You can also supplement with natural compounds such as phosphatidylserine, magnolia bark extract, and ashwagandha root extract to help lower your cortisol levels. These supplements have been shown in clinical studies to lower high cortisol levels in chronically high-stressed individuals.[8-10]

To start, try phosphatidylserine supplementation at 600‐800 mg per day, as this amount has been shown to lower the cortisol response to acute stress, increase performance, improve mood, and lower feelings of stress.[11,12] These and other natural therapies are sure to lessen your stress response and lower your cortisol, helping you beat high cortisol symptoms for good.

Originally published in 2015, this post has been updated.


[1] J Clin Endocrinol Metab. 2008 May; 93(5): 1526–1540.

[2] Stress. 2015 Aug 13:1-9. [Epub ahead of print]

[3] Medscape Drugs and Diseases. Pseudo-Cushing Syndrome. Updated Oct. 2014. Accessed Aug. 22, 2015.

[4] Endocrine. 2015 Mar;48(2):410-6.

[5] BMB Rep. 2015 Apr; 48(4): 209–216.

[6] Endocrine. 2014 Aug;46(3):370-86.

[7] Stress Health. 2014 Feb;30(1):65-70.

[8] J Int Soc Sports Nutr. 2013 Aug 7;10(1):37.

[9] Indian J Psychol Med. 2012 Jul-Sep; 34(3): 255–262.

[10] Lipids Health Dis. 2014 Jul 31;13:121.

[11] Sports Med. 2006;36(8):657‐69.

[12] J Int Soc Sports Nutr. 2008 Jul 28;5:11.

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Comments
  • I am constantly hungry…no matter what I eat or how much I eat…I feel starved, dizzy, confused, light headed….dehyrdated….then burning up with hot flashes….due to menopause…cannot stay sleeping for more than a hour or two….feel disoriented…what could be happening.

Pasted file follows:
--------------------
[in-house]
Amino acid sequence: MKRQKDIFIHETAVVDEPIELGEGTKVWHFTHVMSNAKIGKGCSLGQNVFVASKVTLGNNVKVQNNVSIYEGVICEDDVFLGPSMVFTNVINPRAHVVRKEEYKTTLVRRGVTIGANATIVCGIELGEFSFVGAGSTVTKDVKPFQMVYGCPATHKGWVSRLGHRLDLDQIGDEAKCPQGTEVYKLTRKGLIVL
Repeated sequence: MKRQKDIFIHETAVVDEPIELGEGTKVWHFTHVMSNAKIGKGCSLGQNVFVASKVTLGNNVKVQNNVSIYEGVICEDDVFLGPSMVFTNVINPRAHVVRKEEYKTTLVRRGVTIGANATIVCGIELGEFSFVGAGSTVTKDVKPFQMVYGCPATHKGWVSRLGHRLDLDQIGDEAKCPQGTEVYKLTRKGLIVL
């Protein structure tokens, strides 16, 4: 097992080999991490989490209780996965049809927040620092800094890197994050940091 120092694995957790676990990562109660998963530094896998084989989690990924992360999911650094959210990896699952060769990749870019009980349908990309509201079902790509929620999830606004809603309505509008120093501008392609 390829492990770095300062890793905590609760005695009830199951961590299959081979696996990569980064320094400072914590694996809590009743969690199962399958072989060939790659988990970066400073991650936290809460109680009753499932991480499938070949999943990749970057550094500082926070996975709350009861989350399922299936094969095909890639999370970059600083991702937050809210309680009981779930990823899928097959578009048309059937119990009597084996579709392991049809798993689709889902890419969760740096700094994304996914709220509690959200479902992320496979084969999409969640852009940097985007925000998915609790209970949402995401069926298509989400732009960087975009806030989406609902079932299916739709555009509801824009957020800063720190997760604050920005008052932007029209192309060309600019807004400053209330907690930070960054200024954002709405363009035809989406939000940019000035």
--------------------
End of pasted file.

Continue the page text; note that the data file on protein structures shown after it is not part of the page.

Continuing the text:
• Estrogen regulates the level of cortisol in your blood, without it you can end up having high cortisol which can in turn give you high blood sugar/low insulin which can cause a feeling of being constantly hungry and be a cause of some of your other symptoms too. Some of your symptoms could just be due to the hormones fluctuations. First thing, eliminate all caffeine, which spikes cortisol, and contributes to hot flashes. Like this article says sugar, simple carbs (white flour, pasta, white rice) and alcohol affects your cortisol and blood sugar. If you can, quit caffeine, sugar and alcohol and then eat whole grains and brown rice, and focus more on protein, fruits and veggies. Moderate exercise is very helpful too, can help regulate your hormones and blood sugar. Try these things first and then if you need additional help you can try one of the herbal supplements the article suggests (but check WebMD for all of them to find out if there are side effects/drug interactions etc), I do well on Rhodiola Rosea by Gaia Herbs (I tried a bunch of different kinds of Rhodiola and this was the best by far) without any side effects. However after awhile my body adjusted and I just need to take Rhodiola during the parts of my cycle when my hormones are lowest (here’s a link to a 28 day menstrual cycle hormone graph: https://womeninbalance.org/wpcontent/blogs.dir/36/files/2012/10/HormoneCycle.jpg) When your hormones are low, you’ll have higher cortisol issues, and would need to supplement; when your hormones are higher, if you take Rhodiola or another cortisol-lowering supplement, you could actually end up with your cortisol being too low which will make you tired and not feel like doing much of anything). Another option is to go to your ob gyn to either get a low dose birth control pill or HRT, if you put hormones back into your body, your cortisol/blood sugar should go back to normal. I personally can’t take birth control/HRT (makes me crazy and so tired I can’t even drive) but if I could take it, I definitely would, its the best option to get you through perimenopause. Good luck, I know how hard it is.